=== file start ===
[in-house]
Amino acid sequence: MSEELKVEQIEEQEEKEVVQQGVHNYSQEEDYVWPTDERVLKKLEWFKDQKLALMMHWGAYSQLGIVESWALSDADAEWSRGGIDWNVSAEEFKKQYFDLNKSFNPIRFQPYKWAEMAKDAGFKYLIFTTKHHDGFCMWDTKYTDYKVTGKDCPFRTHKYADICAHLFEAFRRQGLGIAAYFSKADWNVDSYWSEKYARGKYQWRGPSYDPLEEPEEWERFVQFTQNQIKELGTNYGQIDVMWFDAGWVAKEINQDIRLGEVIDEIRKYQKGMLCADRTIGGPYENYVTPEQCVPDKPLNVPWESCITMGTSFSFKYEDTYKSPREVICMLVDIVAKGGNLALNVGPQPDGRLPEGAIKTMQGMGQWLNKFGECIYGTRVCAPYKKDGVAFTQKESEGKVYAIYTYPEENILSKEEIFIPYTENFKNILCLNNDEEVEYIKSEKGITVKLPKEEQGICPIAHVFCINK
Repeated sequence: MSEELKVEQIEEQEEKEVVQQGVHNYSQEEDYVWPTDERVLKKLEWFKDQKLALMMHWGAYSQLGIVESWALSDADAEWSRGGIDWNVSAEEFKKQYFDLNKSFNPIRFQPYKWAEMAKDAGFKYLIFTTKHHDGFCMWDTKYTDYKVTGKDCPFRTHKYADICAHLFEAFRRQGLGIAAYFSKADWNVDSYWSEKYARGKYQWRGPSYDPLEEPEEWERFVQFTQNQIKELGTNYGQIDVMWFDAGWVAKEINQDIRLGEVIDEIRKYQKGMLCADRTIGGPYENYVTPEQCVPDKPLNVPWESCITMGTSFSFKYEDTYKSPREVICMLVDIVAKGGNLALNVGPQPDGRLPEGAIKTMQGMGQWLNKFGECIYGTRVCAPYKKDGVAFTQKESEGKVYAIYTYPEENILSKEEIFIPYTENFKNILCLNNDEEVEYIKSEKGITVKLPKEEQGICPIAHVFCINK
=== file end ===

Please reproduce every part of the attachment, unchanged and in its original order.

[in-house]
Amino acid sequence: MSEELKVEQIEEQEEKEVVQQGVHNYSQEEDYVWPTDERVLKKLEWFKDQKLALMMHWGAYSQLGIVESWALSDADAEWSRGGIDWNVSAEEFKKQYFDLNKSFNPIRFQPYKWAEMAKDAGFKYLIFTTKHHDGFCMWDTKYTDYKVTGKDCPFRTHKYADICAHLFEAFRRQGLGIAAYFSKADWNVDSYWSEKYARGKYQWRGPSYDPLEEPEEWERFVQFTQNQIKELGTNYGQIDVMWFDAGWVAKEINQDIRLGEVIDEIRKYQKGMLCADRTIGGPYENYVTPEQCVPDKPLNVPWESCITMGTSFSFKYEDTYKSPREVICMLVDIVAKGGNLALNVGPQPDGRLPEGAIKTMQGMGQWLNKFGECIYGTRVCAPYKKDGVAFTQKESEGKVYAIYTYPEENILSKEEIFIPYTENFKNILCLNNDEEVEYIKSEKGITVKLPKEEQGICPIAHVFCINK
Repeated sequence: MSEELKVEQIEEQEEKEVVQQGVHNYSQEEDYVWPTDERVLKKLEWFKDQKLALMMHWGAYSQLGIVESWALSDADAEWSRGGIDWNVSAEEFKKQYFDLNKSFNPIRFQPYKWAEMAKDAGFKYLIFTTKHHDGFCMWDTKYTDYKVTGKDCPFRTHKYADICAHLFEAFRRQGLGIAAYFSKADWNVDSYWSEKYARGKYQWRGPSYDPLEEPEEWERFVQFTQNQIKELGTNYGQIDVMWFDAGWVAKEINQDIRLGEVIDEIRKYQKGMLCADRTIGGPYENYVTPEQCVPDKPLNVPWESCITMGTSFSFKYEDTYKSPREVICMLVDIVAKGGNLALNVGPQPDGRLPEGAIKTMQGMGQWLNKFGECIYGTRVCAPYKKDGVAFTQKESEGKVYAIYTYPEENILSKEEIFIPYTENFKNILCLNNDEEVEYIKSEKGITVKLPKEEQGICPIAHVFCINK